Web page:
GREENVILLE, SC (FOX Carolina) - Medical debt: Many people have likely had some of it in their lives, and many others may still be deep in it.
We met some people who got a quick education on it once it started affecting their credit, and some experts who have tips for people to stay out of it.
We learned the process starts before even going to the doctor.
In our research, we found a lot of people who found the medical bills mounting up for problems totally beyond their control. It's led to a mess for their credit and for their lives.
It's the expense that few prepare for but nearly everyone has to deal with.
“I had about $8-to-10,000 in medical debt on my credit, from when I was younger, no insurance, hospital visits, dumb things,” said Danielle Batson.
Batson said she didn’t think her medical debt was something that would affect her future until she needed a house, a car, and more. All of which she said came back to having unpaid medical bills.
all of it would essentially come back to those unpaid medical bills.
“I was the one who set it aside, and 'oh, I'll wait on it, I’ll wait on it', and when it hit my credit, ‘Oh, it's too late now' and I thought there was no hope, so I didn't take care of it when I needed to.”
Batson’s story is very familiar to financial counselor Kathryn Beach.
“It's not exclusively medical debt, but almost everybody does have at least one minimum medical collection on their report when we look at it,” said Beach, who works with Ontrack WNC, a non-profit providing financial education and counseling, and sometimes deal with the most dire of cases.
A study by the Urban Institute found that one in five Americans has medical debt totaling at least $700. People in the Carolinas and Georgia have an even higher ratio of people with an even higher average medical debt, the study found. The medical debt is some of the worst in the country.
What leads to this? Experts we spoke to said a lot of the cost comes from not being prepared.
“There are a lot of unknowns: you don't know when that kidney stone is going to cause pain, if your appendix is going to become inflammed and be removed, a bad gall bladder, so it is like a game of chance sometimes,” said Dr. Christian Montagano.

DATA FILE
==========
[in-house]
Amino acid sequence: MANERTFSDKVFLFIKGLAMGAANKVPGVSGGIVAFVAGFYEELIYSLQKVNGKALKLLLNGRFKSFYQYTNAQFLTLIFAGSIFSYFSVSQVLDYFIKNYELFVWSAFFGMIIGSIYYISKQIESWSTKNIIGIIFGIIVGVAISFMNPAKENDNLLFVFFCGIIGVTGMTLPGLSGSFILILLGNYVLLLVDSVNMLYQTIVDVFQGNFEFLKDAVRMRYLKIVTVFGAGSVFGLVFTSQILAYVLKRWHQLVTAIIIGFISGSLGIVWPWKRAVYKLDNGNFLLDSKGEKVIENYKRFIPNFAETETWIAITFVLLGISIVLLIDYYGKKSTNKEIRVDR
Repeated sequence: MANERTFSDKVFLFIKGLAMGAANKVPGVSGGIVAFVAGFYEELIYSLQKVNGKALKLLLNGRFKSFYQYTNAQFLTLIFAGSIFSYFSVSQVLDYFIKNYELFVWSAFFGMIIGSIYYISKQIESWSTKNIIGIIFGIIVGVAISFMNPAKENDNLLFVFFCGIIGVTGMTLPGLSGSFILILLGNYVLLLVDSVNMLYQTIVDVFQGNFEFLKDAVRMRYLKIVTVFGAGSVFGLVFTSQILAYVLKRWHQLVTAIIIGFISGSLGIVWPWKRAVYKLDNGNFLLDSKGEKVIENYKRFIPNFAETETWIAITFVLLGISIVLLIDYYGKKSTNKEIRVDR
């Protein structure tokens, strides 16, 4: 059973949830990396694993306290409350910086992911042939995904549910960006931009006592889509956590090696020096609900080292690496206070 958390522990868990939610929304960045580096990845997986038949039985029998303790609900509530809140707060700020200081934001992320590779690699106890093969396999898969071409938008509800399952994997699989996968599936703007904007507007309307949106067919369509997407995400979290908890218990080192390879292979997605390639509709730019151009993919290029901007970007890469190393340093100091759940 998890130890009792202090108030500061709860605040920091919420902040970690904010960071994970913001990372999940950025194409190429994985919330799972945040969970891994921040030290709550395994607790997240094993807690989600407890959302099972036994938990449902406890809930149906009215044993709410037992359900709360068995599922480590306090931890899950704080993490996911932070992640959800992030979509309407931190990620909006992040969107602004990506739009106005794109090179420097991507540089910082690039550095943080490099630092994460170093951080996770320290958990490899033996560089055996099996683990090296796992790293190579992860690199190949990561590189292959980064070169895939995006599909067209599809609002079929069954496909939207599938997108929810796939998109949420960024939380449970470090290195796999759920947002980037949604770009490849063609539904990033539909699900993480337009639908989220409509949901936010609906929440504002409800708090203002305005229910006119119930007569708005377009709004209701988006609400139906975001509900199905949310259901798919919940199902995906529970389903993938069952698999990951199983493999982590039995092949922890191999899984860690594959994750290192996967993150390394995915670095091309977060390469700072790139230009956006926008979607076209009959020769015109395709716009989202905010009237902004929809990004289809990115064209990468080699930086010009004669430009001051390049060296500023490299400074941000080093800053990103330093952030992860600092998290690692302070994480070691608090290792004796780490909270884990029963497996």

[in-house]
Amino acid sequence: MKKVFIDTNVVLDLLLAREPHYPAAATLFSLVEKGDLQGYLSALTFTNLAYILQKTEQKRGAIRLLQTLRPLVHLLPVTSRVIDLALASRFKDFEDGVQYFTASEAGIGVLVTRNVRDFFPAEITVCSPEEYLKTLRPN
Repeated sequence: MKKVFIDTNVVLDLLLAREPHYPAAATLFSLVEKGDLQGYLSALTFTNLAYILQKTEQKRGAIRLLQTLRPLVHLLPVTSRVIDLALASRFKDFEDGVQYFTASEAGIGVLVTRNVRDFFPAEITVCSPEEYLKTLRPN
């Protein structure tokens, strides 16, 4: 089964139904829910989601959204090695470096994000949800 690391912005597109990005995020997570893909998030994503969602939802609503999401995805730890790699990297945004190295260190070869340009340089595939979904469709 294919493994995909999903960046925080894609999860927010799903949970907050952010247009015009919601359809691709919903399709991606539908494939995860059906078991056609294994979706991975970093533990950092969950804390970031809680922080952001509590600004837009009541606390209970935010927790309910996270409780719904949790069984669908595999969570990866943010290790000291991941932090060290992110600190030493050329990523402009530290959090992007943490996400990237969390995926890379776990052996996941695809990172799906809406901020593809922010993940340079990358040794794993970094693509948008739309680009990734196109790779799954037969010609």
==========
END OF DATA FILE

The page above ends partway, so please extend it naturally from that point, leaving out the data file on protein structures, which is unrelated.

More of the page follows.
Montagano is with Emergency MD in Greenville said he sees it all the time.
“It can financially bury a family that isn't making that much,” Montagano said.
The experts we spoke to advise people to study their insurance plan, know exactly what their policy entails and what it will cover.
“Insurance can have its own language, its own terminology. if you don't speak it and don't deal with it every day,” warned Alex Forrest with the AC Forrest Insurance Group.
AC FORREST INSURANCE GROUP
Forrest said taking full use of an insurance policy can help keep more money in people’s pockets.
“Use your preventive care, use those things in the policy that are at no cost,” Forrest advised. “If you have benefits, like telemedicine, use them because it keeps your cost down.”
Others advise people to take a more personal route. They recommend getting to know everyone in the process, from the medical staff giving treatment to those handling the billing.
“Establish a personal relationship with them so they feel invested in you, and this is an inside person not only invested in your health care, but also the cost of the health care,” said Dale Lyles, a medical advocate.
For Danielle Batson, she said she had to learn all this after the fact.
“I made sure I knew exactly what I was looking at, always making the payments, because you can definitely make up payments with the hospital systems,” Batson said.
Tuesday on The Morning News, we reveal ways you can negotiate with hospitals and care providers to possible reduce your medical debt.
That story will be in the 8 a.m. hour.